15 Apr Why searching for a new job before you’re ready is the best time.
Take this scenario, it’s been a few years at your current job and deep down you know it’s time to move on, like any big change in life, it’s never without its stressful moments; searching, interviews, negotiating, rejections, not hearing back, chasing, that nerve-wracking first day and of course.. updating your CV. Now, the lucky few of you will find switching jobs a breeze, and hats off to you, but for those of you who find the whole task a bit daunting, it can be quite a stressful process.
Looking at a worst-case scenario, you really hate your current job, living for the weekend, those Sunday miseries when Monday is approaching – it’s awful, isn’t it? So, naturally you start job hunting and for many of us, this is a long-winded process, you need to update your CV, you need to find jobs that appeal to you, secure interviews, agree on an offer and then hand in your notice. Taking that into account, you could be looking at 3 or even 6 months minimum before you step foot into your new place of employment. That’s not a very nice prospect if you find yourself dreading Monday week in and week out.
With that in mind, my suggestion is, be ready for a new job before you’re ready, read on for the why and some helpful tips…
Updating your CV & LinkedIn Profile
Updating your CV can be quite a difficult thing to do sometimes, you need to paint yourself in your best light, highlight your achievements and most importantly quantify your success. Thinking back over the last 2-3 years of your current job for 4 or 5 key breakthrough moments might be quite tough to do, plus if you’re not feeling overly positive about yourself or your current job it’s going to be quite tricky to describe the experience in your CV.
That’s why it’s important to constantly be updating your CV, even building a portfolio (if relevant) throughout your career, and most importantly – do it when you least need to and when you’re feeling the most comfortable in your job, it’ll shine through in your CV and it’s one less thing to worry about at crunch time. Besides, somebody might headhunt you tomorrow and wouldn’t it be great if you could zip your CV over the same day without having to even think about it.
The same goes for your LinkedIn profile, more and more employers are checking you out on social media, before, during and after the hiring process, so keep it up-to-date and keep it clean.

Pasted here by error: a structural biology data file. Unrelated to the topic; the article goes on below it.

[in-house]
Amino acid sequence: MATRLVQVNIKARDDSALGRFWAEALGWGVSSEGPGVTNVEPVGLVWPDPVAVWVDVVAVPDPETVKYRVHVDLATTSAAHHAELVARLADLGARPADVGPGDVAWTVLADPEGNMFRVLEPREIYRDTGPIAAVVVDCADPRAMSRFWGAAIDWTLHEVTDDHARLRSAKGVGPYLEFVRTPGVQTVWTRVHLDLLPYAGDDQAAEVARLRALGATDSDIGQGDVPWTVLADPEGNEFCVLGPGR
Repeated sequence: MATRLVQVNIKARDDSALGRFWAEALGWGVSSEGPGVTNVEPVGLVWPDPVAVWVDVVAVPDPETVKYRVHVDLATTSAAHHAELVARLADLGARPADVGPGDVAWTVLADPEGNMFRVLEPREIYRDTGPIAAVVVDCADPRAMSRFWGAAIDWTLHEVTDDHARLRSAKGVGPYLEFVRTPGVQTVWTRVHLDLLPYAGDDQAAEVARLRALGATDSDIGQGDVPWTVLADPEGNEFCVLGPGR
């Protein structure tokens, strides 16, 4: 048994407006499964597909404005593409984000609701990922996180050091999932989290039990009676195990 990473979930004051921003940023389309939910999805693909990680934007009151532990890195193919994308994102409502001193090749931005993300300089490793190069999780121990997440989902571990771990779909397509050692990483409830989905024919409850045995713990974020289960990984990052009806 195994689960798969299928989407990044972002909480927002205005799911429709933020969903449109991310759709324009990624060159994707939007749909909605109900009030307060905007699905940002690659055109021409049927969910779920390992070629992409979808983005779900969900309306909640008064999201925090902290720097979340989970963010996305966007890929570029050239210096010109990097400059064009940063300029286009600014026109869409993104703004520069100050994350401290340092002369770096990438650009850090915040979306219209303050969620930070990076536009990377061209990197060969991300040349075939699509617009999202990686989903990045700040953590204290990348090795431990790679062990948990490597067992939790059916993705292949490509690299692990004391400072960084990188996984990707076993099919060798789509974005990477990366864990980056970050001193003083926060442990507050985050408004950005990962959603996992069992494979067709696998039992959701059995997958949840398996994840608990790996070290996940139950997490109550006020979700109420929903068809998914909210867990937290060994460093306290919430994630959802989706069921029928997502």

Be open to opportunities
Opportunities turn up whenever they want. Four at the same time, nothing for two years, a week into your new job but more often than not, not right when you need them. That’s why you always need to be open to them, don’t turn around and say “nope, all good thanks” just because you’re not in the right frame of mind or you’re only a few months into a new job. Make sure to explore opportunities that come your way, just make sure you manage the other individual’s expectations; As Milton Berle famously said, “If opportunity doesn’t knock, build a door”.
“I’m not actively looking right now, but I’m happy to have an informal discussion about it” Is one way to still have the discussion and takes the pressure off you accepting something if it’s not the right time
“I’ve only just started at my new job and I’m really enjoying things, but let’s stay in touch?” Keeps things friendly, but gently lets them down.
But, if you can see something really isn’t right for you, don’t be afraid to say no, but always explain why – at the very least, they’ll understand what makes you tick and they might come back with something else.
Lastly, LinkedIn allows you to set your job-seeking preferences, to privately signal recruiters that you’re open for discussions – don’t worry, it doesn’t send out a foghorn signal, it’s very subtle.
Stay in touch with your recruiter
Recruitment is a people business. Pick the recruiter, not the agency and providing that person listens and delivers, stick with them. Over time your understanding of each other will grow and the performance can only improve from there. They’ll understand your wants and needs and you’ll understand their approach to recruiting. Just because their job is over (for now), make sure you stay in touch, pick up the phone once in a while and get their feedback on the good and bad things that might happen at work to get an unbiased opinion, find out about industry movements and see if anything interesting has changed since you last changed jobs, talk to them about your most recent pay rise or bonus and find out how it stacks up against the market standard. These are all things a good recruiter can and will happily help with, that many people don’t actually realise.
Got an itch? Start tentatively looking…
Starting to get an itch? Step it up a notch – make sure you’ve covered all of the points above and start putting out tentative feelers – do not worry about turning interviews or offers down because it’s not the right time, just start looking. Maybe the itch will go away and then simply call off the search, but if that itch develops into a scratch, at least you’ve given yourself a head-start.